Recording of various physiological signals, especially in ambulatory environments, are often contaminated by motion artifacts. The artifacts, which are any unwanted variation in a signal caused by an external source, manifest themselves as (severe) disturbances in the measured signal. Due to its often unpredictable nature, reducing the effect of motion artefacts on the measured signal is often extremely difficult. A lot of prior work on motion artefact reduction is available. However, up till now, there is no reliable solution available.
Reducing the effect of artefacts caused by (in some way) regular movements, e.g., by walking or running is considered as relatively less difficult due to its regular nature. However, the kind of artefact differs from person to person due to differences in the way the persons move and behave. Artefact reduction filters that automatically optimizes themselves based on the kind of motion artefact are (obviously) much more effective than statically configured filters. One promising way to perform automatic optimization is by machine learning techniques: The system ‘learns’ without being explicitly programmed.
This PhD research activity targets to develop new filters that configures / optimizes themselves for reducing motion artefacts using machine learning techniques. Although these techniques can be applicable for any physiological signal, it will focus initially only on PhotoPlethysmoGraph (PPG) signals, which is an optical method of recording heartrate. PPG is often measured in non-clinical (e.g., during fitness) environments and is popular in wrist-worn devices because it allows heartrate measurements without requiring wires attached to the body. The machine-learning framework will be leveraged to combine several sensor modalities as input to newly developed algorithms to improve the robustness of PPG recording. In a later phase the concepts will be generalized to other wearable healthcare applications. This PhD topic will require a large degree of algorithm development, but will also require an ASIC implementation of those algorithms. Hence the candidate must have a strong affinity with system/algorithm design and must also be familiar with basic digital integrated circuit design.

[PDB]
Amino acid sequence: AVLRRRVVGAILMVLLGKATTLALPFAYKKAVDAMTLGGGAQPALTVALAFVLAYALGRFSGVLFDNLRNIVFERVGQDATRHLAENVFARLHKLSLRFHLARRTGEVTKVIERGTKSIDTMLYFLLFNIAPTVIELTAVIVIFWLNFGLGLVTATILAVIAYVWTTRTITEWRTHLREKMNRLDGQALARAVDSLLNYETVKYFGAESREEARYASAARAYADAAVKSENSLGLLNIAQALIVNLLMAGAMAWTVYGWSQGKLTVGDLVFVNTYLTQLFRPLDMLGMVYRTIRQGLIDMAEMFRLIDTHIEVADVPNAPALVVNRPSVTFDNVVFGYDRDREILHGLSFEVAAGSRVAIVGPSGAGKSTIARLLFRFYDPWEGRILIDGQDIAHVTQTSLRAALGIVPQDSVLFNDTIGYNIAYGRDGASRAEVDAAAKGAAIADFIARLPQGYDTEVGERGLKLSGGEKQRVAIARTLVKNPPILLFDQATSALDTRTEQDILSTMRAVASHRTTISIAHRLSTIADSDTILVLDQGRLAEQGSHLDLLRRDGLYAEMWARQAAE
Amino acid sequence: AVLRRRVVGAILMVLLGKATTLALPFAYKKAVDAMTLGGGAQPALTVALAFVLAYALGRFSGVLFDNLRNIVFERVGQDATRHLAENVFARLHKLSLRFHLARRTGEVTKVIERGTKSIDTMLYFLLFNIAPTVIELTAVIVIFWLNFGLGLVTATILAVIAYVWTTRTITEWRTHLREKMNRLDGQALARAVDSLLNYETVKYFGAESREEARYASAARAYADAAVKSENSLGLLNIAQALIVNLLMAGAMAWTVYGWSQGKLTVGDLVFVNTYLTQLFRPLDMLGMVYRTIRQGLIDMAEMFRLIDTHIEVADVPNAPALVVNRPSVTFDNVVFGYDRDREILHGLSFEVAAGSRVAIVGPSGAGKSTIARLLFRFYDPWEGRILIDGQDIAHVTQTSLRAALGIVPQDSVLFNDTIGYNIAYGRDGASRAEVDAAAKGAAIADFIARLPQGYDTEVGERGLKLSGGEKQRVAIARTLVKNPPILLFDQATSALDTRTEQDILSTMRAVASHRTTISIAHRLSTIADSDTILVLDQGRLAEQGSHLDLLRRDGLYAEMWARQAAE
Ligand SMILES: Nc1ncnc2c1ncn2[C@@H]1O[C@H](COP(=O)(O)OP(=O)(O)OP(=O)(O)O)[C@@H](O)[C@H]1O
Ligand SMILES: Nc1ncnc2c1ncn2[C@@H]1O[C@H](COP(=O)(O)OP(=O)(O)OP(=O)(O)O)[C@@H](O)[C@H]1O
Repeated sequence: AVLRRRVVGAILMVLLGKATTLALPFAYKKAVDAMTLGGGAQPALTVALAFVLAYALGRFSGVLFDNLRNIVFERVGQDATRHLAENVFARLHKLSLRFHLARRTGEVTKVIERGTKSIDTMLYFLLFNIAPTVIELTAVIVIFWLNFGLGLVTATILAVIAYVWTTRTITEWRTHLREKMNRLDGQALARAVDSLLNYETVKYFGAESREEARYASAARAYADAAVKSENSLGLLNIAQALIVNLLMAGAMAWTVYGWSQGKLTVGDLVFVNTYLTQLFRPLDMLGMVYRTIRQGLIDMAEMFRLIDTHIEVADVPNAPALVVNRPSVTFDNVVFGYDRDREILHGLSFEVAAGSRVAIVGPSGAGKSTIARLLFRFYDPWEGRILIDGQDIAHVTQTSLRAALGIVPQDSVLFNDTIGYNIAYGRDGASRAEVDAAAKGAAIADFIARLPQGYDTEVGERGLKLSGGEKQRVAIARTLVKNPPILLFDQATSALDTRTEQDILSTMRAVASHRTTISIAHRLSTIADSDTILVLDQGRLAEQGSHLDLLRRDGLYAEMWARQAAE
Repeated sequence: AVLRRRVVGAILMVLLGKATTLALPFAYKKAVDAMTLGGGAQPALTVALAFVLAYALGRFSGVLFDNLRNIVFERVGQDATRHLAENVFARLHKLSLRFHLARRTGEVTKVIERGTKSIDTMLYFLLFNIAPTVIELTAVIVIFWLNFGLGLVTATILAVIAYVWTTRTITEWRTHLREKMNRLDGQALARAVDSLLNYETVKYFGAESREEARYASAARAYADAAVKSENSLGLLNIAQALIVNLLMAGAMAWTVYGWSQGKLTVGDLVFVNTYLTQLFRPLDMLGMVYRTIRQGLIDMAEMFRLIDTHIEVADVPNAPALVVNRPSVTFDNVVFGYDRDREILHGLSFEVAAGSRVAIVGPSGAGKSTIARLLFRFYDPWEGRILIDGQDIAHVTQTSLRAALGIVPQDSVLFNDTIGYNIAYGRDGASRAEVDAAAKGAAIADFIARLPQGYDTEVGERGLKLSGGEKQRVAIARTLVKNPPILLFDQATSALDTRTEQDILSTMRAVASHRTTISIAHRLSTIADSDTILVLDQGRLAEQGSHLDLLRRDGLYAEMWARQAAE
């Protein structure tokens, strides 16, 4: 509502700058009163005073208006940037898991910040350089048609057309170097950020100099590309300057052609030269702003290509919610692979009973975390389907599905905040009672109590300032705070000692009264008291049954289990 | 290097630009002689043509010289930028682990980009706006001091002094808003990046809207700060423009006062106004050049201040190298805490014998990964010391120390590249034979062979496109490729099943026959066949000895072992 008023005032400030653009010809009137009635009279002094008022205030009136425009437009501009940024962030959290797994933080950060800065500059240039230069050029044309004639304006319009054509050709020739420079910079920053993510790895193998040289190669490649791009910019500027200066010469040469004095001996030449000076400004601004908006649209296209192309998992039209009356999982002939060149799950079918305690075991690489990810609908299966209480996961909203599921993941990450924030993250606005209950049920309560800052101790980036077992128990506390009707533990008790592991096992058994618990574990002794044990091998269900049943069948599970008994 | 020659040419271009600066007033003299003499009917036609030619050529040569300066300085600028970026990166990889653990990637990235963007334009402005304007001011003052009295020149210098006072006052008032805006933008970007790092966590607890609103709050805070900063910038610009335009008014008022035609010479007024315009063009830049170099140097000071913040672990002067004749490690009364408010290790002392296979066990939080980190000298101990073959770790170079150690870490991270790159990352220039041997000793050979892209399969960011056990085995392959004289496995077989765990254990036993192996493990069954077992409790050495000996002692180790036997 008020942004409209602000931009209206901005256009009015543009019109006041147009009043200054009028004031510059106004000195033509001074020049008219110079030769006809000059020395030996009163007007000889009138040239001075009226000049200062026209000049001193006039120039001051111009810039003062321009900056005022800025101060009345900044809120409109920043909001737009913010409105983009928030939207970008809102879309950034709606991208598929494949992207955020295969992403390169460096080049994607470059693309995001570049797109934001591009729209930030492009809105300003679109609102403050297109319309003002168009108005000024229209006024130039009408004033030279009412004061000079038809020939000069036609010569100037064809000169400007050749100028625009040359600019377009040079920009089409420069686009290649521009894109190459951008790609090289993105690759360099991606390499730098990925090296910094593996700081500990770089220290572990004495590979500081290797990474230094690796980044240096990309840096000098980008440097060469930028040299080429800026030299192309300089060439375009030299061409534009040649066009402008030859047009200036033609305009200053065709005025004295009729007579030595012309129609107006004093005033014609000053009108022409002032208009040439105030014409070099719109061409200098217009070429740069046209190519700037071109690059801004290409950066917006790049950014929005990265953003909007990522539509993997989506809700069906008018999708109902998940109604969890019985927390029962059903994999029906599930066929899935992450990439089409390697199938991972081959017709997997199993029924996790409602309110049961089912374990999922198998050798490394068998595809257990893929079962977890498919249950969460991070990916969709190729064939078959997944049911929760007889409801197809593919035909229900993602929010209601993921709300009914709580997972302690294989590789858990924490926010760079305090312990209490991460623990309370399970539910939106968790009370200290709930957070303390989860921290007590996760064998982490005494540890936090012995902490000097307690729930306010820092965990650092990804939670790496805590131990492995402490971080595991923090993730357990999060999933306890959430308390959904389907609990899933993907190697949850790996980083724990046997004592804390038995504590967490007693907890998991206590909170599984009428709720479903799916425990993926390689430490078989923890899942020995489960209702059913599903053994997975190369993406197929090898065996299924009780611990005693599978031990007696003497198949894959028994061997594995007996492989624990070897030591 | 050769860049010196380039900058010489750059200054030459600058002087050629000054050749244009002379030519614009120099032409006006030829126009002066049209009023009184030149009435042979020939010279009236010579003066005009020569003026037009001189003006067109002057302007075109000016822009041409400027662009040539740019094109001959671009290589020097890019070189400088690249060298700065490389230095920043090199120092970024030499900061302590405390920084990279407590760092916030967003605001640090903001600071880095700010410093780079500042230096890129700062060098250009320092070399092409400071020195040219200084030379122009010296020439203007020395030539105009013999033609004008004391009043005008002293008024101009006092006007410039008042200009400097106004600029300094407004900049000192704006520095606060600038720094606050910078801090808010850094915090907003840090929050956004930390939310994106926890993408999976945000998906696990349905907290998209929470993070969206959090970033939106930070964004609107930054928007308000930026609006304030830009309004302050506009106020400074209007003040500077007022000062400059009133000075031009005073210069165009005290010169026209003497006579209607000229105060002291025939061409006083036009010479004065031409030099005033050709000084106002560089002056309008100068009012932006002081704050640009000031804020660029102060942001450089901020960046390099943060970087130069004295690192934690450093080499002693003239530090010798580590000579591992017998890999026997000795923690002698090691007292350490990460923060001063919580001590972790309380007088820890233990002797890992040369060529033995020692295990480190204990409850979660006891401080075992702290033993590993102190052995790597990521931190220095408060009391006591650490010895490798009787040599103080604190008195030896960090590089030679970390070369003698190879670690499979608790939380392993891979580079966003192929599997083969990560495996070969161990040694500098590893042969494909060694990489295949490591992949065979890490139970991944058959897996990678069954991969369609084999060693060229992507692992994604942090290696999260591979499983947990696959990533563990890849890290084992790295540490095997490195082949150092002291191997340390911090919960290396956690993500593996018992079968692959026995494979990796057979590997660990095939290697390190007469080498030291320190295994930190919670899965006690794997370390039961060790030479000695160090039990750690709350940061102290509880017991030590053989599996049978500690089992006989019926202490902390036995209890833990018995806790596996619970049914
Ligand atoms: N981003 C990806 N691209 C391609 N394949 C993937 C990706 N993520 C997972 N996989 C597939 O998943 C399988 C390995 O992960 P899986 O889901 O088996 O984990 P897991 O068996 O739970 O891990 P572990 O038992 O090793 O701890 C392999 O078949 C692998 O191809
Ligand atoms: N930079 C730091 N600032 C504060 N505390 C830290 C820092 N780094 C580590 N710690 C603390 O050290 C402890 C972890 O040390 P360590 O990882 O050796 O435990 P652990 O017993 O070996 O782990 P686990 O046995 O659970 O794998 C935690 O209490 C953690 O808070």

Electrical engineering with strong affinity to integrated circuit design.
Type of work:
40% algorithm development, 40% digital IC design, 20% system design and validation.
Supervisor: Chris Van Hoof
Daily advisor: Nick Van Helleputte
When you apply for this PhD project, mention the following reference code in the imec application form: ref. SE 1704-11.